AI and adaptive tool designers often say that they are hoping their technologies will free up time for human teachers to focus on more impactful educational practices. However, we already see how technologies that reduce human labor often lead to further reductions the use of human teachers — not their increase. As Maha points out, that's a social and economic issue, not a technology issue. If we focus on building tools rather than revalorizing human-powered education, I fear we are accelerating the devaluation of education already taking place.

    4. Maha Bali

      You can learn more about Maha Bali from her faculty page at the American University in Cairo, on her blog "Reflecting Allowed, and from her Twitter stream at @Bali_Maha.

    5. Political Polarization

      And important: the role media plays in political polarization. On this topic, I've found works from the Pew useful, like "U.S. Media Polarization and the 2020 Election: A Nation Divided":

      "As the U.S. enters a heated 2020 presidential election year, a new Pew Research Center report finds that Republicans and Democrats place their trust in two nearly inverse news media environments."

      Also useful are works from Data & Society like "Media, Technology, Politics: six new pieces on the networked public sphere"

      "Although many people are anxious to understand how much influence old and new media had over the US presidential election, the reality is that we will never know comprehensively. We can, though, seek to understand how different cultural and technical factors are shaping the contemporary information landscape."

    6. Climate Change

      I wonder if we should promote climate change to be an over-arching meta-trend given how its effects will touch on all the other trends listed?

    7. Social

      Given the spread of the novel corona virus and COVID-19 as this report is published and it's already demonstrable effects on education (eg, instructional continuity), we might add a health dimension to this list of social trends.

    8. ifteen social, technological, economic, higher education, and political trends that signal departures from the past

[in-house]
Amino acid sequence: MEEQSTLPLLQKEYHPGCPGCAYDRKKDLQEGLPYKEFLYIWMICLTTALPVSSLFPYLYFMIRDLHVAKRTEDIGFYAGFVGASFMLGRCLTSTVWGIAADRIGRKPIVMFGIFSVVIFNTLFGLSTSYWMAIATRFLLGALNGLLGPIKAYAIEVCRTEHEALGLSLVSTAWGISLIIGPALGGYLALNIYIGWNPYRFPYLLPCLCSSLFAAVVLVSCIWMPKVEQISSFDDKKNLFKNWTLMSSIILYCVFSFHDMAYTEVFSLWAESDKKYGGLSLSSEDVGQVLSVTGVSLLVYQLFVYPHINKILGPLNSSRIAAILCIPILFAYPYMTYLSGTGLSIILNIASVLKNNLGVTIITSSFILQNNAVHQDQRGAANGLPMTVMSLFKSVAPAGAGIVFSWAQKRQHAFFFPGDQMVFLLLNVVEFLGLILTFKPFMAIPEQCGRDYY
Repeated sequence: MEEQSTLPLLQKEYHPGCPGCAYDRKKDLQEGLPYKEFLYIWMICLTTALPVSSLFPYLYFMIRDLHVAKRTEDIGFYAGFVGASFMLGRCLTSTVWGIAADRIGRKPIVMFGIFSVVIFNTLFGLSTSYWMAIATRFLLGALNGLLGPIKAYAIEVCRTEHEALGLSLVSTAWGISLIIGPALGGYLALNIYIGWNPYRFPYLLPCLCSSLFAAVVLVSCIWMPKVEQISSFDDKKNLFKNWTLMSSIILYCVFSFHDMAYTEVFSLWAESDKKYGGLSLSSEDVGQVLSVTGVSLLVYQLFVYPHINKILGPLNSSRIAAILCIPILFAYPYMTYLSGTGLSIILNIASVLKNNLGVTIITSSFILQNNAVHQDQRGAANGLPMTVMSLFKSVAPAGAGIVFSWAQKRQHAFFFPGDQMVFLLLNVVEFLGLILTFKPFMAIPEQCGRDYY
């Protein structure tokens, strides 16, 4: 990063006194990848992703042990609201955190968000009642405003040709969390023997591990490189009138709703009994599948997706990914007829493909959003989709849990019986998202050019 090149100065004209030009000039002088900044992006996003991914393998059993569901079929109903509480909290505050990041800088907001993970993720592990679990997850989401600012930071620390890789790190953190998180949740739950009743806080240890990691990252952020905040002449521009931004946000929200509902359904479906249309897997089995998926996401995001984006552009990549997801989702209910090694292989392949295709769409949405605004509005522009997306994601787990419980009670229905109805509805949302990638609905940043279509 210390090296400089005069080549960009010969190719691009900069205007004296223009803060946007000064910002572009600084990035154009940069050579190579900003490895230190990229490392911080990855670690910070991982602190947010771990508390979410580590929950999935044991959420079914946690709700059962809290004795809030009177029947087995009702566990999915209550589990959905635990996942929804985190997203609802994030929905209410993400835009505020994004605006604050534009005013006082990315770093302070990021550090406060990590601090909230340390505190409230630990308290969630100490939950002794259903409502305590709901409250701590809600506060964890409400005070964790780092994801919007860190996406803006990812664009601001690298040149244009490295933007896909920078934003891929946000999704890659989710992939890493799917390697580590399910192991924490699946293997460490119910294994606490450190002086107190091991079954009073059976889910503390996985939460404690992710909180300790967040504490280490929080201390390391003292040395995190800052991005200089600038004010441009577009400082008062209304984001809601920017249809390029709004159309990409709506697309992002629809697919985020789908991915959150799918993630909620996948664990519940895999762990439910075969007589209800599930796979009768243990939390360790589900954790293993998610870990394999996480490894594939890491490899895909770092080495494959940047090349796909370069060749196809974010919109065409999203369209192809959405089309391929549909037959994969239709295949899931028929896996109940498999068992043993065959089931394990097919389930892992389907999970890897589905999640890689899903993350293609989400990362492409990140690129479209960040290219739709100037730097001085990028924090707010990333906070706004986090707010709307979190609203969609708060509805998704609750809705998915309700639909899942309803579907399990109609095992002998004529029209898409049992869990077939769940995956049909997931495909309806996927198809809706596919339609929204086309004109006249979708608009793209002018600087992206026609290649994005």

Social

      1. Well-Being and Mental Health
      2. Demographic Changes
      3. Equity and Fair Practices

      Technological

      1. Artificial Intelligence: Technology Implications
      2. Next-Generation Digital Learning Environment (NGDLE)
      3. Analytics and Privacy Questions

      Economic

      1. Cost of Higher Education
      2. Future of Work and Skills
      3. Climate Change

      Higher Education

      1. Changes in Student Population
      2. Alternative Pathways to Education
      3. Online Education

      Political

      1. Decrease in Higher Education Funding
      2. Value of Higher Education
      3. Political Polarization
    9. For sixteen years, the Horizon Report

      You can find all 16 previous editions of the Horizon Report online with annotation enabled. Some editions are also published in different languages on the EDUCAUSE website.

      1. 2019
      2. 2018
      3. 2017
      4. 2016
      5. 2015
      6. 2014
      7. 2013
      8. 2012
      9. 2011
      10. 2010
      11. 2009
      12. 2008
      13. 2007
      14. 2006
      15. 2005
      16. 2004
    10. ExPErt PanEl roStEr

      You can browse/subscribe to a Twitter list of Horizon Report contributors past and present.

  17. Feb 2020
  18. Dec 2019
    1. Digital Transformation: Reading the Signals

      Slides for EDUCAUSE digital transformation in EDU webinar from 18 Dec 2019.

    1. Digital transformation is a journey, not a destination. The digital transformation signals listed in this article indicate progress along the way and provide guideposts for the journey.

      Process of EDU digital transformation.

    1. In the context of sweeping social, economic, technological, and demographic changes, digital transformation (Dx) is a series of deep and coordinated culture, workforce, and technology shifts that enable new educational and operating models and transform an institution’s operations, strategic directions, and value proposition.

      Definition of digital transformation (DX).